It worked, to a point. They’d kept the white, middle-class myth of meritocracy burning until cancer doused the flame—first for my mom, who died of ovarian cancer in late middle age, and then for me. We learned then what poor people, and people of color, and maybe even a few born-rich people knew all along: it’s all a crapshoot.
The day after my blood draw, I returned for a physical exam with Dr. Kwan, the oncologist. Today she wore a yellow mask behind a clear plastic face shield. We were far enough into the pandemic that her look was unremarkable. Cancer, too, prepares you for accepting a new normal on an almost daily basis. Sure, take my breasts. Okay, you can have my ovaries too. Take my hair; I’ll pretend I’m Fantine in Les Miserables.
“How are you doing?” I asked, slight emphasis on doing, the acknowledgment that this is all nuts, right?
Could she see my eyelid twitching? Could she smell the fear beneath the floral-alcohol scent of hand sanitizer?
“I’m okay; the thing I’m thinking about now is school. You have a kindergartner, right?”
“Yeah, it’s going to be crazy.”
The Los Angeles Unified School District had sent daily recorded calls all summer assuring us that they were working on a plan. They’d finally announced that school would be entirely online. Now, a week before the first day of school, all we knew for sure was that I would be able to get a school-issued tablet for my son.
Dr. Kwan’s kids were going into first and third grade. As she pulled up my chart she said, “Their school has an afternoon session and a morning session. I really try not to play the doctor card, but I told them I was a healthcare worker who had to see patients in person, and the morning session would work better for us.”
Did Dr. Kwan have my lab results in front of her? Would she be this chatty if they bore bad news?
“Your labs are fine,” she said. “All your tumor markers came back normal. I’ll email the results to you.”
The anxiety that had coiled like a viper inside me relaxed. I lowered my gown and Dr. Kwan gently pressed her fingers into my fake breasts, my armpits, my neck.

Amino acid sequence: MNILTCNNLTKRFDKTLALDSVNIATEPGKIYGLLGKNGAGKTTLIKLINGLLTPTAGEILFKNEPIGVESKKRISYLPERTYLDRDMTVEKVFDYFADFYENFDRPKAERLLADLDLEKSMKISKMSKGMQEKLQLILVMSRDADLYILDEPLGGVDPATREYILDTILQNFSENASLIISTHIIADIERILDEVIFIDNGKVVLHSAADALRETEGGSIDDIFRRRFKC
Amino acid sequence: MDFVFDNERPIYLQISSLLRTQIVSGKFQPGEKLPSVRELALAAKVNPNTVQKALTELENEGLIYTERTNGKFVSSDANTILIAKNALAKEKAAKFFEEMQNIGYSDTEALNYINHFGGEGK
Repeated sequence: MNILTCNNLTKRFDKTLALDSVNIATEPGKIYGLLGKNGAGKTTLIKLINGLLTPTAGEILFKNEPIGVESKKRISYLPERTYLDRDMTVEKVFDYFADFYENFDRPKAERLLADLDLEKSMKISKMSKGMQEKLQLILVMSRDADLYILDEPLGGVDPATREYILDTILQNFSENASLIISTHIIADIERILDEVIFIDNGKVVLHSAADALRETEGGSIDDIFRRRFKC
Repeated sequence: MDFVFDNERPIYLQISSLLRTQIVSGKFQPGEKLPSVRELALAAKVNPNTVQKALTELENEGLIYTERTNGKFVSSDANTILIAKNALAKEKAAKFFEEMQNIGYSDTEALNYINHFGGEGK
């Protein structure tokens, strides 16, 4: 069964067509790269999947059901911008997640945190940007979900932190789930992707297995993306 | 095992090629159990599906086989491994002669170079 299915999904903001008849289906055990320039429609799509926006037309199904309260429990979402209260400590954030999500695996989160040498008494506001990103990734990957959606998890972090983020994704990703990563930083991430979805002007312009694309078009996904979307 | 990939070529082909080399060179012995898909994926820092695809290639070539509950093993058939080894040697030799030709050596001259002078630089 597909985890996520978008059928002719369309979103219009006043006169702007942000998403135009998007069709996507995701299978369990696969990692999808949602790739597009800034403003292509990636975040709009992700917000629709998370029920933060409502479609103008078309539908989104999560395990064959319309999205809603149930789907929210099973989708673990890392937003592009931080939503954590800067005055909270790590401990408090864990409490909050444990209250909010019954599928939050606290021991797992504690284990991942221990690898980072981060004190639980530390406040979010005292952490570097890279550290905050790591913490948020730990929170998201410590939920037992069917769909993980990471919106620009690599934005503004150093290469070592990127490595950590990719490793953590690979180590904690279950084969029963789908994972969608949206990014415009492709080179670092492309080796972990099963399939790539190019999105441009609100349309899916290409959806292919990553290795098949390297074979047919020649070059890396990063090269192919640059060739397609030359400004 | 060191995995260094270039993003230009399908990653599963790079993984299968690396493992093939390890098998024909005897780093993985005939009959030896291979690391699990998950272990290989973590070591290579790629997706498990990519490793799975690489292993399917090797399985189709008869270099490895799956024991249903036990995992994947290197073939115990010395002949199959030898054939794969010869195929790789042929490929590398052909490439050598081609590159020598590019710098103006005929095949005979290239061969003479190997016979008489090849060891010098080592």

“Of course we ended up with the afternoon session,” she said.
I thought about the structure of this year, how it seems based on wishful thinking, rather than rational planning. My partner and I can work from home, but that doesn’t mean we can manifest six free hours into the middle of our day. How do single parents manage, I wondered, and those who relied on school and after-school programs, who can’t afford socially distanced daycare? I thought of the summer camp I’d seen at our local rec center. Kids in matching T-shirts spaced across a baseball field to do calisthenics. The camp’s handmade butcher paper sign featured, as its mascot, a smiling red coronavirus.
Kids adjust quickly to whatever is put in front of them. Dash doesn’t complain about wearing a mask, though he’s prone to chewing on it, a wet bloom growing across the middle like a crooked smile.
After a judge pronounced Dash officially and legally ours two weeks before Christmas in 2015, we posed for pictures against the planters outside the Edelman Children’s Courthouse in the thin winter sunshine. Our extended families formed a half circle around him. His face was round and bewildered. I held onto a white bear in a green Santa hat, a gift from the courthouse, and he held onto me.
Kids thrive off routine. It’s in all the parenting books. Lately Dash has been clinging to that bear. But adults also thrive off routine. We counter the terror of cancer and abandonment and the pandemic by reading the same stories and wrapping ourselves in the same blankets each night.
In a few days, Dash and I will get COVID tests issued by our school district as part of a plan to reopen campuses. Some schools will likely open, only to close again in the wake of outbreaks. We plan. We fall apart. We replan. At the testing site, my heart will race, as it does before every medical test. But I’ll speak calmly and casually to Dash. I’ll hold his hand, pretending he’s the one who’s scared.